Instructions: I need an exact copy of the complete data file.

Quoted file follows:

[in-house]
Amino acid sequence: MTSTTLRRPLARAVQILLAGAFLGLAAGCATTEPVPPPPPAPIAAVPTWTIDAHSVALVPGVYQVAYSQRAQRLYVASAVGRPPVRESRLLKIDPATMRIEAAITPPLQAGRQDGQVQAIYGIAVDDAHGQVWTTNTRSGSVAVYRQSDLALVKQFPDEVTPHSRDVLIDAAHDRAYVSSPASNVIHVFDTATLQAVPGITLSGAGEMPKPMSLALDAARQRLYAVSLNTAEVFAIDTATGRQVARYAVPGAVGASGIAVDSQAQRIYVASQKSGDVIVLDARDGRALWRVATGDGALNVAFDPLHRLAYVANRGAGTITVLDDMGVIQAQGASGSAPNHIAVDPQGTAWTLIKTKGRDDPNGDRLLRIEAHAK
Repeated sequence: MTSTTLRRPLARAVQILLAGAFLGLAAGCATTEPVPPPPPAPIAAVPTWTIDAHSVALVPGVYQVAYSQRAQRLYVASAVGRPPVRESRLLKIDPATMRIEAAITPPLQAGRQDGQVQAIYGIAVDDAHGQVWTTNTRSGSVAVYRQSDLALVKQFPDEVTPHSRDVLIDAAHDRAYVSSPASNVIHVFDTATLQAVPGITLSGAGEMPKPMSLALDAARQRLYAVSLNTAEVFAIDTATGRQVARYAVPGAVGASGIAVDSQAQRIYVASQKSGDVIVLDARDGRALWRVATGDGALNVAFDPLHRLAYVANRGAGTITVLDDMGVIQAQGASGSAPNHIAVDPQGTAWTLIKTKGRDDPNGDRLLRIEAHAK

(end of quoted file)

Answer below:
[in-house]
Amino acid sequence: MTSTTLRRPLARAVQILLAGAFLGLAAGCATTEPVPPPPPAPIAAVPTWTIDAHSVALVPGVYQVAYSQRAQRLYVASAVGRPPVRESRLLKIDPATMRIEAAITPPLQAGRQDGQVQAIYGIAVDDAHGQVWTTNTRSGSVAVYRQSDLALVKQFPDEVTPHSRDVLIDAAHDRAYVSSPASNVIHVFDTATLQAVPGITLSGAGEMPKPMSLALDAARQRLYAVSLNTAEVFAIDTATGRQVARYAVPGAVGASGIAVDSQAQRIYVASQKSGDVIVLDARDGRALWRVATGDGALNVAFDPLHRLAYVANRGAGTITVLDDMGVIQAQGASGSAPNHIAVDPQGTAWTLIKTKGRDDPNGDRLLRIEAHAK
Repeated sequence: MTSTTLRRPLARAVQILLAGAFLGLAAGCATTEPVPPPPPAPIAAVPTWTIDAHSVALVPGVYQVAYSQRAQRLYVASAVGRPPVRESRLLKIDPATMRIEAAITPPLQAGRQDGQVQAIYGIAVDDAHGQVWTTNTRSGSVAVYRQSDLALVKQFPDEVTPHSRDVLIDAAHDRAYVSSPASNVIHVFDTATLQAVPGITLSGAGEMPKPMSLALDAARQRLYAVSLNTAEVFAIDTATGRQVARYAVPGAVGASGIAVDSQAQRIYVASQKSGDVIVLDARDGRALWRVATGDGALNVAFDPLHRLAYVANRGAGTITVLDDMGVIQAQGASGSAPNHIAVDPQGTAWTLIKTKGRDDPNGDRLLRIEAHAK